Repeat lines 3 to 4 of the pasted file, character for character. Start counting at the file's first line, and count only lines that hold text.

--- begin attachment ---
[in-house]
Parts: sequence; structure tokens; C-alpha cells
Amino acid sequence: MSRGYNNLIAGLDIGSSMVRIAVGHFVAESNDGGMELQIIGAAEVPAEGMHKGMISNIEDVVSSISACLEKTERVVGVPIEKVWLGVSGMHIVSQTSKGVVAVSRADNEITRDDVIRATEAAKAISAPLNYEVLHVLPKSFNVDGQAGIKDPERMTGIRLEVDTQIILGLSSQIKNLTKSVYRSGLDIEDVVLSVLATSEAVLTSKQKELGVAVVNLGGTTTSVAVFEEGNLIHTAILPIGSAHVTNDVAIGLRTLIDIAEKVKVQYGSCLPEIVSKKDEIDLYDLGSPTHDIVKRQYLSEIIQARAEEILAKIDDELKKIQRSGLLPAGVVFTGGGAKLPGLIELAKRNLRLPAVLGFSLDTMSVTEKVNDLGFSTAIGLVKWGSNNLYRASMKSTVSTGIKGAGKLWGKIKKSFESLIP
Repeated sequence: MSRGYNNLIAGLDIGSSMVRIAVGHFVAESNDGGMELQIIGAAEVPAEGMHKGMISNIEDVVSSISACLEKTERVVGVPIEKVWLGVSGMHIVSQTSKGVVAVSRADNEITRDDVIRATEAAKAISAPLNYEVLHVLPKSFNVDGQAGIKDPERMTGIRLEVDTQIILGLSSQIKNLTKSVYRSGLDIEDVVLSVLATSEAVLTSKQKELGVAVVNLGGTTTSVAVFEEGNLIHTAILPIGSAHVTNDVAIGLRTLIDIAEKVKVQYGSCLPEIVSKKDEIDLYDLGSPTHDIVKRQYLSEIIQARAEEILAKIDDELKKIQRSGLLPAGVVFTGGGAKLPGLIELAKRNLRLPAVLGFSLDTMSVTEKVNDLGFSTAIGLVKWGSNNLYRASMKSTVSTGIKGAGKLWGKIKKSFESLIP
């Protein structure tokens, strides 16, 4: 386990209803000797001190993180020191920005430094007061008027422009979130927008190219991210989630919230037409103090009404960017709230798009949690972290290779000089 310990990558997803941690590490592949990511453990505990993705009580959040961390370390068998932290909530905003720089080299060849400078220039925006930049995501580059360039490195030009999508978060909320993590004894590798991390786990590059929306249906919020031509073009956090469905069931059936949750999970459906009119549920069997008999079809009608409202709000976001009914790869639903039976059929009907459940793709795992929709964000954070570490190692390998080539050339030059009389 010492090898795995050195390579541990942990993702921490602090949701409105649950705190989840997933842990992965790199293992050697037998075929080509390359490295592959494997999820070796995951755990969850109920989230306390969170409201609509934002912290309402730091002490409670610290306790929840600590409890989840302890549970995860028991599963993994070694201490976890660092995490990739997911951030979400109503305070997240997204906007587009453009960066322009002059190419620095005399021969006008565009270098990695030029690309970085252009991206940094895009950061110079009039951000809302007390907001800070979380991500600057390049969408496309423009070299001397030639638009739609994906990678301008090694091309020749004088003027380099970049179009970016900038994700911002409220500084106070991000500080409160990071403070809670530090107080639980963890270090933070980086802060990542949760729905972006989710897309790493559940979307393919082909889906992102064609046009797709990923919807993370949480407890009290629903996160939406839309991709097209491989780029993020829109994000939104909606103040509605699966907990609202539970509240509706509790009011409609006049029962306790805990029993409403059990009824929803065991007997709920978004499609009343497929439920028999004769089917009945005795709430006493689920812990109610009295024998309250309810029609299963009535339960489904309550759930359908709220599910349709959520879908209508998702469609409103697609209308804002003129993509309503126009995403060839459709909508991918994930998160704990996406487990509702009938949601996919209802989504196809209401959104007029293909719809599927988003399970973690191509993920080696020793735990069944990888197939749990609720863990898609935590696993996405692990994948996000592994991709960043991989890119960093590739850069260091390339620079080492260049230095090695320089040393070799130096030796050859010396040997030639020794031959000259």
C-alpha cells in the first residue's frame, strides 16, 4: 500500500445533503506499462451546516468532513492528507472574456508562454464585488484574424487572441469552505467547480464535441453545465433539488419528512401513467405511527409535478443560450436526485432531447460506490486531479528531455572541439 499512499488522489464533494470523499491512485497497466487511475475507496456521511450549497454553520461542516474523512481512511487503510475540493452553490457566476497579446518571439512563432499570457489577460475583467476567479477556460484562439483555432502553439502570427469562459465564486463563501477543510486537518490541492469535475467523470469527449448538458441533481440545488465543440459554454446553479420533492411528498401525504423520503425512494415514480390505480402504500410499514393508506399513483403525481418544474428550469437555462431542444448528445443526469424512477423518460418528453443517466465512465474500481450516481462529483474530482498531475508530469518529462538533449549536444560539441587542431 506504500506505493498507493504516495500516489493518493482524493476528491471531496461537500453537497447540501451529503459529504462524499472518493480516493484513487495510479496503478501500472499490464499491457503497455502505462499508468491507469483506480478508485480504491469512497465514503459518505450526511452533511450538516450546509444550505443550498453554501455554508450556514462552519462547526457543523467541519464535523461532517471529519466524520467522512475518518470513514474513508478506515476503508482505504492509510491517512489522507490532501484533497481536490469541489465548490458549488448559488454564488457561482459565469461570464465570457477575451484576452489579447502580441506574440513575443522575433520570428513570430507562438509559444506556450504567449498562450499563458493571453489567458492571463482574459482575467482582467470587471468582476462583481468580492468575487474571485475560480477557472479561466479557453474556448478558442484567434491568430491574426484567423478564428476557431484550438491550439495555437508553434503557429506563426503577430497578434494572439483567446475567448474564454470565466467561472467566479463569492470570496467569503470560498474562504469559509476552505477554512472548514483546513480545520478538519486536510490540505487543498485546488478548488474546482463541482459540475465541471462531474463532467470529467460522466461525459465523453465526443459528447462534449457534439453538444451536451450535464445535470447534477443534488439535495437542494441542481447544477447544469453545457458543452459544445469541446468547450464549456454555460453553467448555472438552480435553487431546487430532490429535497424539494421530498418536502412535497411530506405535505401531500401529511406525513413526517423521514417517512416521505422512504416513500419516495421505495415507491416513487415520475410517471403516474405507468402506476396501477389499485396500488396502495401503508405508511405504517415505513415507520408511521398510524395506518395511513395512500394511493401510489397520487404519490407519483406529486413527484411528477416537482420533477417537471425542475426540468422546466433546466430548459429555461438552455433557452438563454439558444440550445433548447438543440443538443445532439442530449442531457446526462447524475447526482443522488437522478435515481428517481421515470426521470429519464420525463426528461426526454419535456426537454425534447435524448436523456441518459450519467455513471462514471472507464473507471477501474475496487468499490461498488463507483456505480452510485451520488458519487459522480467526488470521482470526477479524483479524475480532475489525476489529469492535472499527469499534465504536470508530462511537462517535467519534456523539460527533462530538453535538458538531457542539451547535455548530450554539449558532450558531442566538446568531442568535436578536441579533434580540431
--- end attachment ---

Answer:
Amino acid sequence: MSRGYNNLIAGLDIGSSMVRIAVGHFVAESNDGGMELQIIGAAEVPAEGMHKGMISNIEDVVSSISACLEKTERVVGVPIEKVWLGVSGMHIVSQTSKGVVAVSRADNEITRDDVIRATEAAKAISAPLNYEVLHVLPKSFNVDGQAGIKDPERMTGIRLEVDTQIILGLSSQIKNLTKSVYRSGLDIEDVVLSVLATSEAVLTSKQKELGVAVVNLGGTTTSVAVFEEGNLIHTAILPIGSAHVTNDVAIGLRTLIDIAEKVKVQYGSCLPEIVSKKDEIDLYDLGSPTHDIVKRQYLSEIIQARAEEILAKIDDELKKIQRSGLLPAGVVFTGGGAKLPGLIELAKRNLRLPAVLGFSLDTMSVTEKVNDLGFSTAIGLVKWGSNNLYRASMKSTVSTGIKGAGKLWGKIKKSFESLIP
Repeated sequence: MSRGYNNLIAGLDIGSSMVRIAVGHFVAESNDGGMELQIIGAAEVPAEGMHKGMISNIEDVVSSISACLEKTERVVGVPIEKVWLGVSGMHIVSQTSKGVVAVSRADNEITRDDVIRATEAAKAISAPLNYEVLHVLPKSFNVDGQAGIKDPERMTGIRLEVDTQIILGLSSQIKNLTKSVYRSGLDIEDVVLSVLATSEAVLTSKQKELGVAVVNLGGTTTSVAVFEEGNLIHTAILPIGSAHVTNDVAIGLRTLIDIAEKVKVQYGSCLPEIVSKKDEIDLYDLGSPTHDIVKRQYLSEIIQARAEEILAKIDDELKKIQRSGLLPAGVVFTGGGAKLPGLIELAKRNLRLPAVLGFSLDTMSVTEKVNDLGFSTAIGLVKWGSNNLYRASMKSTVSTGIKGAGKLWGKIKKSFESLIP